[0040] During the time that the M-CDR 470 is open, that is while the MT 55 is attached to the MTS 100, an Activation Request can be made by the MT 55 to the servicing SGSN 21. An Activation Request message is transmitted from the MT 55 to the SGSN 21 and a request for a PDP activation, for example, is made with a GGSN 30 (FIG. 1). Upon completion of an activation operation, a S-CDR 500 is opened in the SGSN 21. The S-CDR 500 includes a subscriber identifier component 510 that stores, for example, the IMEI of the MT 55. The subscriber identifier component 510 also preferably includes an access point name (APN) of the MT 55 as well as a record sequence number. When the S-CDR 500 is opened, a traffic volume container 520A is opened therein for counting the data traffic volume to and from the MT 55. The traffic volume container 520A preferably includes an uplink counter for recording the uplink traffic volume transmitted from the MT 55 to the packet data network 60 and a downlink counter for recording the traffic volume received by the MT 55 from the packet data network 60. A timestamp is preferably included within the traffic volume container 520A.

[0041] In the present illustrative example, the MT 55 first performs an attach (ATT) while located in cell 241 (position A) of the routing area 2 causing a M-CDR 470 to be opened in the SGSN 21, the M-CDR 470 having a container 490A opened therein. Subsequently, the MT 55 performs an activation (ACT) while still located in cell 241 thus causing a S-CDR 500 to be opened and, consequently, a traffic volume container 520A to be opened within the S-CDR 500. Thus, the MT 55 will have a M-CDR 470 and a S-CDR 500 both opened in the SGSN 21 providing GPRS services thereto.

[0042] In the ongoing example, the MT 55 traverses a path (A-B-C-D-E-F) through cells 241, 266, 242, 265, 266, 267 and 219. Thus, various routing area updates will be performed as the MT 55 migrates across routing area borders. As the MT 55 migrates from cell 241 to cell 266 (A-B), thus performing an intra-SGSN RAU (traversing the border of routing area 2 into routing area 3 while staying within location area 2), the container 490A of the M-CDR 470 is closed according to typical M-CDR procedures. Because the MT 55 is still attached (ATT), the M-CDR 470 persists and opens a new container 490B. According to the invention, as the container 490A is closed, the SGSN 21 evaluates whether the MT 55 has an open S-CDR. In the present example, the S-CDR 500 is open with a current traffic volume container 520A opened therein. Accordingly, a partial record of the S-CDR, the partial record preferably including the count (or counts) stored in the traffic volume container 520A, is generated and transmitted to an appropriate node in the telecommunication network, for example the CGF 95 (FIG. 1). The contents of the traffic volume container 520A are then reset to zero and subsequent traffic volume counts are made therefrom. The record sequence number of the S-CDR 500 is preferably incremented upon zeroing of the traffic volume container 520A. Because the open container 490A of a M-CDR 470 is automatically closed upon an intra-SGSN routing area update, utilizing the closing of a M-CDR 470 as a partial record trigger for a S-CDR disallows traffic volume counts from multiple routing areas from accumulating together in a single traffic volume container. Thus, by triggering the partial record of the traffic volume container 520A with the closing of a container 490A in the M-CDR 470, the partial record of the S-CDR generated upon closure of the M-CDR container 490 will only have traffic volume counts obtained from the routing area 2 (RA2).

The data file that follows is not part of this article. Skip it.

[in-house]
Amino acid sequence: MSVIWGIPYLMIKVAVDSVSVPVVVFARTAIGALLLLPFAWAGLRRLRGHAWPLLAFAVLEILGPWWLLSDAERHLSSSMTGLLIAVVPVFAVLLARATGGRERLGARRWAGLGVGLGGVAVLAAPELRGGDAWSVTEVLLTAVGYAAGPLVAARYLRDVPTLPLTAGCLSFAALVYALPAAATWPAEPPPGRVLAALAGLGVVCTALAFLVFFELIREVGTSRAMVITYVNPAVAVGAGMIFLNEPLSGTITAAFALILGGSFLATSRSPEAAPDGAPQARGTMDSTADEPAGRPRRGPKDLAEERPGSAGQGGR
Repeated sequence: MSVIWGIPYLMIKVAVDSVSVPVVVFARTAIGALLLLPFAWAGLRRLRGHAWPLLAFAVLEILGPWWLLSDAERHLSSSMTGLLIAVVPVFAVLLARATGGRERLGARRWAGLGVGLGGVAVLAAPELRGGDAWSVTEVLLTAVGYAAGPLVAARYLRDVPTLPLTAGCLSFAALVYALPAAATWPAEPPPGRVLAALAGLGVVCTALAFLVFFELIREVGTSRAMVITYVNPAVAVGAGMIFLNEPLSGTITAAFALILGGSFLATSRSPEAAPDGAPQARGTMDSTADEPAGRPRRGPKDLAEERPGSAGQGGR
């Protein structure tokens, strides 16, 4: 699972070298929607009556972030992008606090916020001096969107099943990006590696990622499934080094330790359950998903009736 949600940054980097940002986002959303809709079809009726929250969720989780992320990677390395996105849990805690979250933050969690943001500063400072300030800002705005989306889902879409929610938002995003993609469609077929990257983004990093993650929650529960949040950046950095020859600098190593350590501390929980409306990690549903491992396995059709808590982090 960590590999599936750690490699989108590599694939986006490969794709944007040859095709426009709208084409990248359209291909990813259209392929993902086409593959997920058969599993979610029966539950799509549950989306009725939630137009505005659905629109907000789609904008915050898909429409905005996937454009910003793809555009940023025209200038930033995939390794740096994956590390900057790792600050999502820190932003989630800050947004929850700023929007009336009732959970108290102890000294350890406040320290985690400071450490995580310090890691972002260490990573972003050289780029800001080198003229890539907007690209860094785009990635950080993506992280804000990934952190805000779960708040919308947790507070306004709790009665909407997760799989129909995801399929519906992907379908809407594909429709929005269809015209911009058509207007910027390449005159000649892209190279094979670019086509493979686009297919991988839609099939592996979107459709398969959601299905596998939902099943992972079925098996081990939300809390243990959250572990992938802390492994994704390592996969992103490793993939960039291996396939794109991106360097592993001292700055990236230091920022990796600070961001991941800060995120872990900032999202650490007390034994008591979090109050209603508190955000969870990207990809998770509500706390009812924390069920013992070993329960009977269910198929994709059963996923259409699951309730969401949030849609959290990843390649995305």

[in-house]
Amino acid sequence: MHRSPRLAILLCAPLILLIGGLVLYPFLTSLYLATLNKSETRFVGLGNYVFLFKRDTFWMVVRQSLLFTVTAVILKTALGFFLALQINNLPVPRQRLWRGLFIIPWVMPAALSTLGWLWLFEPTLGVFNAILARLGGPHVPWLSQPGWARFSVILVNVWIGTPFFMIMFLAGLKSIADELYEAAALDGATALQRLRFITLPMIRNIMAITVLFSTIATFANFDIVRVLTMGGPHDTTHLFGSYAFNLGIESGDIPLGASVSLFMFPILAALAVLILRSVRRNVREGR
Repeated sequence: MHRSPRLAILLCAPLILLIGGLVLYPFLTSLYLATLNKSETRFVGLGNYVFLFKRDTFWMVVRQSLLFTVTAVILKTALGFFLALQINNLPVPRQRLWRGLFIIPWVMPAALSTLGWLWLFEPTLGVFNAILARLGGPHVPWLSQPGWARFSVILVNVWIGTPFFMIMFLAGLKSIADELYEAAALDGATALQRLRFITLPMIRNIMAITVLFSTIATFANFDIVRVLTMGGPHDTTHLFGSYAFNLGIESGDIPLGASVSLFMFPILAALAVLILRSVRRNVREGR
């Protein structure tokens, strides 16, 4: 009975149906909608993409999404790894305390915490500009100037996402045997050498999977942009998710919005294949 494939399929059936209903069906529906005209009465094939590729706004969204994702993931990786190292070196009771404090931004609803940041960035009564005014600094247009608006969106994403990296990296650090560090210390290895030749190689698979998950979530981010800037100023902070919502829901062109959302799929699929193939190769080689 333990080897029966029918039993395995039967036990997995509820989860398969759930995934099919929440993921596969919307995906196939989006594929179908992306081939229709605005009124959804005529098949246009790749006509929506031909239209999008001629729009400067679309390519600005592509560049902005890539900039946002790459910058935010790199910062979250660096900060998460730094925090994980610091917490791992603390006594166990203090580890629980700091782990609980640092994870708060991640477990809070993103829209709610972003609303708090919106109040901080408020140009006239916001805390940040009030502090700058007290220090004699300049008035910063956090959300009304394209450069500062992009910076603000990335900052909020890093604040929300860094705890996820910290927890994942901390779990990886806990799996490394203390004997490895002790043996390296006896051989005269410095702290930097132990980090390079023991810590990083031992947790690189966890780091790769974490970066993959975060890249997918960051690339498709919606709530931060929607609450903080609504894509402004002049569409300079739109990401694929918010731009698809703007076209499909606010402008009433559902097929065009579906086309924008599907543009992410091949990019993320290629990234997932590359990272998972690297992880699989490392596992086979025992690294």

[0043] The MT 55 next traverses the path (B-C) from cell 266 of routing area 3 (RA3) to the cell 242 of routing area 2 (RA2). Traversing the routing area borders again causes an intra-SGSN RAU. The intra-SGSN RAU triggers closure of the open container 490B of the M-CDR 470 and a new container 490C to be opened. According to the invention, the SGSN 21 evaluates whether the MT 55 has an open S-CDR. Upon confirmation that the S-CDR 500 is open, the SGSN 21 generates a partial record of the S-CDR 500 that includes one or more traffic volume counts recorded in the traffic volume container. The partial record is then reported to an appropriate node in the telecommunication network and the counters in the traffic volume container are again reset. Thus, a partial record generated upon closure of the M-CDR container 490B will only contain traffic volume counts accumulated while the mobile terminal was located in the routing area 3 (RA3). Upon generation of the partial record, the record sequence number in the S-CDR 500 is preferably incremented.

[0044] In the present example, the MT 55 deactivates (DEACT) the packet data session when located in cell 242, for example by closing an Internet session with the packet data network 60. The open traffic volume container 520A is then automatically closed as is the S-CDR 500 according to typical S-CDR procedures. In the present example, the MT 55 does not break its attachment to the MTS 100, however. Thus, the M-CDR 470 remains open.

[0045] The MT 55 next traverses the path (C-D) from cell 242 of the routing area 2 (RA2) to the cell 265 of routing area 3 (RA3). Traversing the routing area borders again causes an intra-SGSN RAU. The intra-SGSN RAU causes the open container 490C of the M-CDR 470 to be automatically closed and a new container 490D to be opened. According to the invention, the SGSN 21 evaluates whether the MT 55 has an open S-CDR. The MT 55 has previously deactivated the packet data session and, thus, an evaluation for an open S-CDR reveals that no S-CDRs for the MT 55 are open.